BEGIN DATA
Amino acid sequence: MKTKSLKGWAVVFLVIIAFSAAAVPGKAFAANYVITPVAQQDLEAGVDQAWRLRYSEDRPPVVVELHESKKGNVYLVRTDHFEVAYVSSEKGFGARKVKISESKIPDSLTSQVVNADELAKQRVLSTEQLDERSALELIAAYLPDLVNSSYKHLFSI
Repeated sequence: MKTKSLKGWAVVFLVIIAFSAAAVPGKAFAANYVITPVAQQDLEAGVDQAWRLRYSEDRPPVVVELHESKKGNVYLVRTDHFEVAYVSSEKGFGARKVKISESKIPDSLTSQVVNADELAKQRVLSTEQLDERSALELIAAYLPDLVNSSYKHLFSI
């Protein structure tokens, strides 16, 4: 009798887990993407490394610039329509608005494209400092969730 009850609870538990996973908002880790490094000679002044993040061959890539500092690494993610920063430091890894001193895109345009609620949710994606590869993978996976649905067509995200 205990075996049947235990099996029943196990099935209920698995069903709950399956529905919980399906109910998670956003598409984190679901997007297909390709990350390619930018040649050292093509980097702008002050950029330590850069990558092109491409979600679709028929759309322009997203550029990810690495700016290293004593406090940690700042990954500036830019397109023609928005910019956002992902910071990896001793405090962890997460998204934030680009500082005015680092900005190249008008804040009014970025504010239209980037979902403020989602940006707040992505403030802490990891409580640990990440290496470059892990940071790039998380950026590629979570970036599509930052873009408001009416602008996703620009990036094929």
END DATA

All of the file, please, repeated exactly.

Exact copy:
Amino acid sequence: MKTKSLKGWAVVFLVIIAFSAAAVPGKAFAANYVITPVAQQDLEAGVDQAWRLRYSEDRPPVVVELHESKKGNVYLVRTDHFEVAYVSSEKGFGARKVKISESKIPDSLTSQVVNADELAKQRVLSTEQLDERSALELIAAYLPDLVNSSYKHLFSI
Repeated sequence: MKTKSLKGWAVVFLVIIAFSAAAVPGKAFAANYVITPVAQQDLEAGVDQAWRLRYSEDRPPVVVELHESKKGNVYLVRTDHFEVAYVSSEKGFGARKVKISESKIPDSLTSQVVNADELAKQRVLSTEQLDERSALELIAAYLPDLVNSSYKHLFSI
């Protein structure tokens, strides 16, 4: 009798887990993407490394610039329509608005494209400092969730 009850609870538990996973908002880790490094000679002044993040061959890539500092690494993610920063430091890894001193895109345009609620949710994606590869993978996976649905067509995200 205990075996049947235990099996029943196990099935209920698995069903709950399956529905919980399906109910998670956003598409984190679901997007297909390709990350390619930018040649050292093509980097702008002050950029330590850069990558092109491409979600679709028929759309322009997203550029990810690495700016290293004593406090940690700042990954500036830019397109023609928005910019956002992902910071990896001793405090962890997460998204934030680009500082005015680092900005190249008008804040009014970025504010239209980037979902403020989602940006707040992505403030802490990891409580640990990440290496470059892990940071790039998380950026590629979570970036599509930052873009408001009416602008996703620009990036094929």